Fact-checkers of the VoxCheck project investigated this message and explained that these statements are not true. The fact-checkers were unable to find publications in Ukrainian media that discussed significant risks of the spread of infectious diseases due to temporary power outages. Such messages have only been recorded in the Russian sector of social networks.

And in June 2024, Chief State Sanitary Doctor Ihor Kuzin, in an interview with Ukrinform, noted that there are no outbreaks of measles, polio, diphtheria, tetanus, influenza, ARVI or COVID-19 in Ukraine. In addition, Ukraine has enough vaccines against the listed diseases.

Fake In Ukraine, children are allegedly sold for organs or into sexual slavery

Propagandists are again spreading fake news about the Ukrainian healthcare system, in particular about organ transplantation. They claim that former CIA agent Larry Johnson, in an interview on the YouTube channel Judging Freedom, said that in Ukraine children are sold for organs or given into sexual slavery. However, his statement is not true.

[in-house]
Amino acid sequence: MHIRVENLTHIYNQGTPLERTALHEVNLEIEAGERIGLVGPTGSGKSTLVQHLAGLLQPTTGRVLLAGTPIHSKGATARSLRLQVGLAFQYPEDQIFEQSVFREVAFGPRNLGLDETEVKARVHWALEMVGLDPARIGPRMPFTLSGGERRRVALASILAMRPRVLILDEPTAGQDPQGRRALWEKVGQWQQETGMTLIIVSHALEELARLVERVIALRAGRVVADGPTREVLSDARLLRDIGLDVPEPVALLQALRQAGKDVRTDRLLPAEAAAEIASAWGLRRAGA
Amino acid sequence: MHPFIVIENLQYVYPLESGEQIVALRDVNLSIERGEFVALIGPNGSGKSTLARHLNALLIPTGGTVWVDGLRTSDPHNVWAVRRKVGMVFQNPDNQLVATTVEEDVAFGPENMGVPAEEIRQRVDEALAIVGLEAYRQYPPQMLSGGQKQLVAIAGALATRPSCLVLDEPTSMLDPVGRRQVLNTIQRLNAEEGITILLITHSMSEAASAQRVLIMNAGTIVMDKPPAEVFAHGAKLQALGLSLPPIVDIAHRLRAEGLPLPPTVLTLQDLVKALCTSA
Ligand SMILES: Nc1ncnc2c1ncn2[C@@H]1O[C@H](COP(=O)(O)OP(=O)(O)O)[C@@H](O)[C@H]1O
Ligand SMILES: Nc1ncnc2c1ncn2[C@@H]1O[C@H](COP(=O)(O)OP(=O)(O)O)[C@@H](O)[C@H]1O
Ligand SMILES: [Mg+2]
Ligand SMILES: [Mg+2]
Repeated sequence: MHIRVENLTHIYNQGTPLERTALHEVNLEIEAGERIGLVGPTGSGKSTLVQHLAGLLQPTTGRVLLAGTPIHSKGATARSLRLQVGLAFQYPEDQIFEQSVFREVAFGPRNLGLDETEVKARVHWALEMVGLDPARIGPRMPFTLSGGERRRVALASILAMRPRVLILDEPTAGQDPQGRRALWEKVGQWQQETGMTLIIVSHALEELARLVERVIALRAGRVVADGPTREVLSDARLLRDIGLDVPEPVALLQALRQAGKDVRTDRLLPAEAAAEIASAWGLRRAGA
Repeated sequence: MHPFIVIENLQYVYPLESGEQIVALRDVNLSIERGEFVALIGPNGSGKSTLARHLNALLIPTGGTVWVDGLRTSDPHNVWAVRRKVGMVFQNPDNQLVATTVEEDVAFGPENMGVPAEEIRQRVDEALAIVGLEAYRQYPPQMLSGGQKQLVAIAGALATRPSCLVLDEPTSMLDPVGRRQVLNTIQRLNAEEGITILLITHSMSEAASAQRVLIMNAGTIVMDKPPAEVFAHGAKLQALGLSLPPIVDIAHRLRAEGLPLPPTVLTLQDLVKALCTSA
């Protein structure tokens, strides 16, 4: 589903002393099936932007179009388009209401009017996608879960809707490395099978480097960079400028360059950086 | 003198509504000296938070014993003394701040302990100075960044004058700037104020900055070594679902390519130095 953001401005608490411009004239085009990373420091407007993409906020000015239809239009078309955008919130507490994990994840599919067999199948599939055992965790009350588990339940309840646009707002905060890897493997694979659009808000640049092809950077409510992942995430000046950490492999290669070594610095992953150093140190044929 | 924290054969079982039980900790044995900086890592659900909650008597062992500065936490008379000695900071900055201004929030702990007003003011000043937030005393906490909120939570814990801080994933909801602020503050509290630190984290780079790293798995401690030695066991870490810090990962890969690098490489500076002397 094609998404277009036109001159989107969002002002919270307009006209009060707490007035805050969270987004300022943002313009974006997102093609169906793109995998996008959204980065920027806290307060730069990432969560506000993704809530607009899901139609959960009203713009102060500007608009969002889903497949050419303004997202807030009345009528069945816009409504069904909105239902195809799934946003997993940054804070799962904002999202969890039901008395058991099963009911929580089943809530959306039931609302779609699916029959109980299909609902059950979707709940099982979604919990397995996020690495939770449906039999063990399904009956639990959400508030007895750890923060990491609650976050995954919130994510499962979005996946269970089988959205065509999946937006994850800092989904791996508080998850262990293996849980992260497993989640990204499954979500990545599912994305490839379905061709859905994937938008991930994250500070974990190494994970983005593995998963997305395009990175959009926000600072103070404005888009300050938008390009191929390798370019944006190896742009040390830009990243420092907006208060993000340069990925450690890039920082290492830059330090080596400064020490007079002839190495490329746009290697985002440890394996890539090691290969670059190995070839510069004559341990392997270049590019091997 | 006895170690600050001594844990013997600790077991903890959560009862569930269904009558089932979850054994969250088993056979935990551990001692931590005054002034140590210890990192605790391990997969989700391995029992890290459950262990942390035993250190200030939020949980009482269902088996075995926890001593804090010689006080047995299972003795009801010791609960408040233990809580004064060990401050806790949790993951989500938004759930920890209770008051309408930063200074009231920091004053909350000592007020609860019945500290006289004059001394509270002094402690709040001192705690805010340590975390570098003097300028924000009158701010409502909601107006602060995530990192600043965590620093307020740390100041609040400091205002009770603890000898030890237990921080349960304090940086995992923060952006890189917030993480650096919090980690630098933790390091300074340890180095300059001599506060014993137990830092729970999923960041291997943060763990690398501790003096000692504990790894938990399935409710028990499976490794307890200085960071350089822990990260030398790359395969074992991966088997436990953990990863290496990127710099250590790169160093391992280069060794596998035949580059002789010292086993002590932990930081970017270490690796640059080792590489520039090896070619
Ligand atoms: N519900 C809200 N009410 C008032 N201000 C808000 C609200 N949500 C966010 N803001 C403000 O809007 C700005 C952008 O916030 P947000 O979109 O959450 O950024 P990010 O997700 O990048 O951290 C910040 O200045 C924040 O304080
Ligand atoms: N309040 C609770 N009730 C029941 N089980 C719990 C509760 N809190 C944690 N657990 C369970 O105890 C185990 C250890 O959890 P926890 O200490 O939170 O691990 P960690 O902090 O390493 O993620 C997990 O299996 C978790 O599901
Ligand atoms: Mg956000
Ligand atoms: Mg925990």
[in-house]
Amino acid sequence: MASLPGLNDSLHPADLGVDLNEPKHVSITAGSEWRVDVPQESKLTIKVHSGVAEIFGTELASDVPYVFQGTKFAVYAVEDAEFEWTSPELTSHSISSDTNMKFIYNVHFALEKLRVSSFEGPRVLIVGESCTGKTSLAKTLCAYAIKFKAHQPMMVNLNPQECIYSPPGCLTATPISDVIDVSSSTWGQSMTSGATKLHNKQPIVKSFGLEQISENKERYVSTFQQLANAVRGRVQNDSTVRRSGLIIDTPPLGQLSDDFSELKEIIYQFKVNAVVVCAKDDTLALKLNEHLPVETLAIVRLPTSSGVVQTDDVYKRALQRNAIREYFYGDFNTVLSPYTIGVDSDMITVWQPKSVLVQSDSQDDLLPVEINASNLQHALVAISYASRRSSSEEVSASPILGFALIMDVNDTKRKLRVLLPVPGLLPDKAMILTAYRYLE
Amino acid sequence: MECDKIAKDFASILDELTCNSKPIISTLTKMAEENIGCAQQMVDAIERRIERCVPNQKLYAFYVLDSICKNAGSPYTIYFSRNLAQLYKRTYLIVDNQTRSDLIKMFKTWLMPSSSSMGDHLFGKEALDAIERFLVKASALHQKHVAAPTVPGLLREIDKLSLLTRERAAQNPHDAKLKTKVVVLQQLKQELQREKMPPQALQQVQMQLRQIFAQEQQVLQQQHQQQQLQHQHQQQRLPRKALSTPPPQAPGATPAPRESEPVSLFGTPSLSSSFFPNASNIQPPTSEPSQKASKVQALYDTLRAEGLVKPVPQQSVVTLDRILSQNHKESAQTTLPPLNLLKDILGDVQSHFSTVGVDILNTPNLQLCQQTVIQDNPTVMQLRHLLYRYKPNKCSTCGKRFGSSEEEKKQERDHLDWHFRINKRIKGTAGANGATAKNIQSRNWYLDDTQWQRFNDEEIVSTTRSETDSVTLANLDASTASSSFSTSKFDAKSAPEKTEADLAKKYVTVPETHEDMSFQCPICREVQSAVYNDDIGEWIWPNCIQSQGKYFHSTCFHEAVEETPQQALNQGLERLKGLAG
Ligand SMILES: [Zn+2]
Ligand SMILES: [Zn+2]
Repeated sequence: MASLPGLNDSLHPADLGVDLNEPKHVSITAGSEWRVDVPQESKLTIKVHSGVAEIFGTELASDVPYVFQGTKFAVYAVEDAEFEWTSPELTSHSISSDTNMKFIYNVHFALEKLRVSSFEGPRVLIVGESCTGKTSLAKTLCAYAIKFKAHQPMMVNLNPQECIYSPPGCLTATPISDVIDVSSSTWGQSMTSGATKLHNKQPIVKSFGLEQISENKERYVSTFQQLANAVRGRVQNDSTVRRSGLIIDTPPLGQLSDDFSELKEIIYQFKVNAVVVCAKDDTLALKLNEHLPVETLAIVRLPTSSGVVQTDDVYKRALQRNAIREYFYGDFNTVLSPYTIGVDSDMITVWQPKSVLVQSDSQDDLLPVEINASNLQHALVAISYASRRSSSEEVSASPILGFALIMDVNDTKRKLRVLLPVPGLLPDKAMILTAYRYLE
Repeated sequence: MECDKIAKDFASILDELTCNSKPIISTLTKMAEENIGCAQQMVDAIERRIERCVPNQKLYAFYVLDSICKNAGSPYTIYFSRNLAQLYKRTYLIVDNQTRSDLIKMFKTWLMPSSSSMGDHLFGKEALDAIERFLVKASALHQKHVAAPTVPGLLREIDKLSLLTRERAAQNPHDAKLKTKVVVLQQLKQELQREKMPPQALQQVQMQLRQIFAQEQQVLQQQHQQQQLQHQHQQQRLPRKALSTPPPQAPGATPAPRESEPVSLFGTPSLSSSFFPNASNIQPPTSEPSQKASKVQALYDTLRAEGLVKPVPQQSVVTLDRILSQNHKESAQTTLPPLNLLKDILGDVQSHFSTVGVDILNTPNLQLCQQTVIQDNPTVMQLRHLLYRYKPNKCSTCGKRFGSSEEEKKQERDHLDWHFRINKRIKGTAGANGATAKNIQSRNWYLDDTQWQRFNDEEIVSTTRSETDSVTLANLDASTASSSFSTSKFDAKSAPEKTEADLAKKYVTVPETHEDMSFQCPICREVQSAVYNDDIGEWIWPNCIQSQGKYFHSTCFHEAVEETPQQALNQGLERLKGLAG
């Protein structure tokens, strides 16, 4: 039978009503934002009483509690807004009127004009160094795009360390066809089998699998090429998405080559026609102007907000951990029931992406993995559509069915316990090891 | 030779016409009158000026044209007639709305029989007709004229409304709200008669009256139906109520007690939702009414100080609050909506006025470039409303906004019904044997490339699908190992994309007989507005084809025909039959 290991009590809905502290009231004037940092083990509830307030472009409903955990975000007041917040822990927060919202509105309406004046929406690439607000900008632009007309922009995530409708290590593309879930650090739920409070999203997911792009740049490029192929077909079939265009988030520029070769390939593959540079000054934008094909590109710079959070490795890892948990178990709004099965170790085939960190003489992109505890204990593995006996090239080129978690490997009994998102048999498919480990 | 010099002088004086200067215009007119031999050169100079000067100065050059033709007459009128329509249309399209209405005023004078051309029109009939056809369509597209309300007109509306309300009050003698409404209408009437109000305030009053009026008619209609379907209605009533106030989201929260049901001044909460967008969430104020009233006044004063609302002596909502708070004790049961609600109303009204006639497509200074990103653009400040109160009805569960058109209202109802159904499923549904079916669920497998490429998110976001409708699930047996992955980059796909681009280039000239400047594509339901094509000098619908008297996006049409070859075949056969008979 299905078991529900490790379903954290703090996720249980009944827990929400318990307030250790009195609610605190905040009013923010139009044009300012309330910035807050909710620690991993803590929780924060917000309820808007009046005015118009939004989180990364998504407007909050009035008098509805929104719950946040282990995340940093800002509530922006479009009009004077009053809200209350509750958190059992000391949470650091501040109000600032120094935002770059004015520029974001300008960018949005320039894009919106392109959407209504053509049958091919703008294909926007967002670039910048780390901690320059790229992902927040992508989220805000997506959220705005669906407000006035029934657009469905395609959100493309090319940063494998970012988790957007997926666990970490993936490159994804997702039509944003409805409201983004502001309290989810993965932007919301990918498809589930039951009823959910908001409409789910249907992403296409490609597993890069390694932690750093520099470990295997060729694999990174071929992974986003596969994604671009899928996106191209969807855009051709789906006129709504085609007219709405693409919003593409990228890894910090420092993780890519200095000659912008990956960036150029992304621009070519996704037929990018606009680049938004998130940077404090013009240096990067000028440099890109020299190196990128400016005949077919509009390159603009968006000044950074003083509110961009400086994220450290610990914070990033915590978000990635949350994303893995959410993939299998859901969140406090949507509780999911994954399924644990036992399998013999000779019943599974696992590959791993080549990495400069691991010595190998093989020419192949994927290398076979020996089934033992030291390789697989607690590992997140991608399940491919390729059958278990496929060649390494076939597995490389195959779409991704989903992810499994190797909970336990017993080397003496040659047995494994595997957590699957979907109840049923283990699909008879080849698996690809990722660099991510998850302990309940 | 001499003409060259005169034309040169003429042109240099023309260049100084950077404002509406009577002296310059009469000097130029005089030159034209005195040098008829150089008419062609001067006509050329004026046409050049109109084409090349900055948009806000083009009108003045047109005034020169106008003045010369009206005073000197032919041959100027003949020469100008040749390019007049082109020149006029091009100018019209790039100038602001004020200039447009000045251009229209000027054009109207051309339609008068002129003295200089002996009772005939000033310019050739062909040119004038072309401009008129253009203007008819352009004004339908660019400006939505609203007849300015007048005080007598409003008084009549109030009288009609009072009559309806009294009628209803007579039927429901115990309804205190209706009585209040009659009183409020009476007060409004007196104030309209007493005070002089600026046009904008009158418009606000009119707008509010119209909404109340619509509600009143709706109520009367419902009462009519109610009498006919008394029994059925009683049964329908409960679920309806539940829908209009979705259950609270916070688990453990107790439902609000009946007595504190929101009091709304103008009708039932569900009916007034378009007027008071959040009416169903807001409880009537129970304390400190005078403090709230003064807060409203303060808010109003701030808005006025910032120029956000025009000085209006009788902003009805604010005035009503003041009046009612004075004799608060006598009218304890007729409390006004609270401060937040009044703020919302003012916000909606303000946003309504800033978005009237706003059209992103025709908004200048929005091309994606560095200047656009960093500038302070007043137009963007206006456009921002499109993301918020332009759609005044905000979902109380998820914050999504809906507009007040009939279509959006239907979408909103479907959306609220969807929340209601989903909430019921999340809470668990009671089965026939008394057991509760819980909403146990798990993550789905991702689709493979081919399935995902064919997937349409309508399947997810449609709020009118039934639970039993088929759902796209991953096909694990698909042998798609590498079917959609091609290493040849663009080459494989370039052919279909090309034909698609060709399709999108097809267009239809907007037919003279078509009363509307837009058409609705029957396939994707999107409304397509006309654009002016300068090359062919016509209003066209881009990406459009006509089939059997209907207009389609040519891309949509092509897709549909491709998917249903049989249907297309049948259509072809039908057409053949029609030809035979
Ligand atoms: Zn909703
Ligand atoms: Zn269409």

This was found out by specialists from the VoxCheck project. They found an interview with Larry Johnson, where he said that the West is selling Ukrainian children to remove their organs or use them in sexual slavery. However, Larry Johnson is not a reliable source of information. He systematically discredits Ukraine by spreading fake news about the destruction of air defense systems, so-called mercenaries, and support for Russian conditions to end the war. The host of the Judge Napolitano - Judging Freedom channel, Andrew Napolitano, also supports the Kremlin propaganda, in particular accusing the United States of “direct war with Russia”.